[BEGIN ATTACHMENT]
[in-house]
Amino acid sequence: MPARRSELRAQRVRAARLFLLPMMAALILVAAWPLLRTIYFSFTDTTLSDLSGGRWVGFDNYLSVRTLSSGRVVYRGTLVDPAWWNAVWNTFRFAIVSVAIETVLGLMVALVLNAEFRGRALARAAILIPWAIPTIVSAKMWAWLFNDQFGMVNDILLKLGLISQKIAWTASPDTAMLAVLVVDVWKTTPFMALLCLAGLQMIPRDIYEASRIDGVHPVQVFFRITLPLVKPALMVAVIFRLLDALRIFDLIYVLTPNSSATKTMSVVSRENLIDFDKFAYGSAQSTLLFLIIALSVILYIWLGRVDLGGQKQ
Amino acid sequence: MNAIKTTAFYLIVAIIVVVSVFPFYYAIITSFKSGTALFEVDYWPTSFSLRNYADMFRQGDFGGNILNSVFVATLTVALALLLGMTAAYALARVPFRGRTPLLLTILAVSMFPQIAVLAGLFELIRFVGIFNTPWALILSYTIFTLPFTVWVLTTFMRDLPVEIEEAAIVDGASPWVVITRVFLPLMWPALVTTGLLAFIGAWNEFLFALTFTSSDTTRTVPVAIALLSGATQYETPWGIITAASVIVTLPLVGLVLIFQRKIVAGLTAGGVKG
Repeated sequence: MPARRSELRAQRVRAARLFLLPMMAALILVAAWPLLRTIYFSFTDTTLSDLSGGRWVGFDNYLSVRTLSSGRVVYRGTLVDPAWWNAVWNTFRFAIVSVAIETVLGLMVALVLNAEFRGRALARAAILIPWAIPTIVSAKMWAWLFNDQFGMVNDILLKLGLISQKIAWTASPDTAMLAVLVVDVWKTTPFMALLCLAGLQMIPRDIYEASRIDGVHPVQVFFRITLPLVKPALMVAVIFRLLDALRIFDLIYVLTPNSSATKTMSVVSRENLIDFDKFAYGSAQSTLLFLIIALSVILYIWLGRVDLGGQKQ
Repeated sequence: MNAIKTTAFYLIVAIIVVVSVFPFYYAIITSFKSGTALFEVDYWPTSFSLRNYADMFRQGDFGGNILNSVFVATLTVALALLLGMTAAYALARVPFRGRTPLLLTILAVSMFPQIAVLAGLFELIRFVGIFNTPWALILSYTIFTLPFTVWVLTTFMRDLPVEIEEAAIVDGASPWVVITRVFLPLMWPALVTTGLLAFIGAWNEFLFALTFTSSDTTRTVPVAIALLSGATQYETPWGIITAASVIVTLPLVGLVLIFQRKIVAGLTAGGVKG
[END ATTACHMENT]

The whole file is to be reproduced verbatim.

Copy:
[in-house]
Amino acid sequence: MPARRSELRAQRVRAARLFLLPMMAALILVAAWPLLRTIYFSFTDTTLSDLSGGRWVGFDNYLSVRTLSSGRVVYRGTLVDPAWWNAVWNTFRFAIVSVAIETVLGLMVALVLNAEFRGRALARAAILIPWAIPTIVSAKMWAWLFNDQFGMVNDILLKLGLISQKIAWTASPDTAMLAVLVVDVWKTTPFMALLCLAGLQMIPRDIYEASRIDGVHPVQVFFRITLPLVKPALMVAVIFRLLDALRIFDLIYVLTPNSSATKTMSVVSRENLIDFDKFAYGSAQSTLLFLIIALSVILYIWLGRVDLGGQKQ
Amino acid sequence: MNAIKTTAFYLIVAIIVVVSVFPFYYAIITSFKSGTALFEVDYWPTSFSLRNYADMFRQGDFGGNILNSVFVATLTVALALLLGMTAAYALARVPFRGRTPLLLTILAVSMFPQIAVLAGLFELIRFVGIFNTPWALILSYTIFTLPFTVWVLTTFMRDLPVEIEEAAIVDGASPWVVITRVFLPLMWPALVTTGLLAFIGAWNEFLFALTFTSSDTTRTVPVAIALLSGATQYETPWGIITAASVIVTLPLVGLVLIFQRKIVAGLTAGGVKG
Repeated sequence: MPARRSELRAQRVRAARLFLLPMMAALILVAAWPLLRTIYFSFTDTTLSDLSGGRWVGFDNYLSVRTLSSGRVVYRGTLVDPAWWNAVWNTFRFAIVSVAIETVLGLMVALVLNAEFRGRALARAAILIPWAIPTIVSAKMWAWLFNDQFGMVNDILLKLGLISQKIAWTASPDTAMLAVLVVDVWKTTPFMALLCLAGLQMIPRDIYEASRIDGVHPVQVFFRITLPLVKPALMVAVIFRLLDALRIFDLIYVLTPNSSATKTMSVVSRENLIDFDKFAYGSAQSTLLFLIIALSVILYIWLGRVDLGGQKQ
Repeated sequence: MNAIKTTAFYLIVAIIVVVSVFPFYYAIITSFKSGTALFEVDYWPTSFSLRNYADMFRQGDFGGNILNSVFVATLTVALALLLGMTAAYALARVPFRGRTPLLLTILAVSMFPQIAVLAGLFELIRFVGIFNTPWALILSYTIFTLPFTVWVLTTFMRDLPVEIEEAAIVDGASPWVVITRVFLPLMWPALVTTGLLAFIGAWNEFLFALTFTSSDTTRTVPVAIALLSGATQYETPWGIITAASVIVTLPLVGLVLIFQRKIVAGLTAGGVKG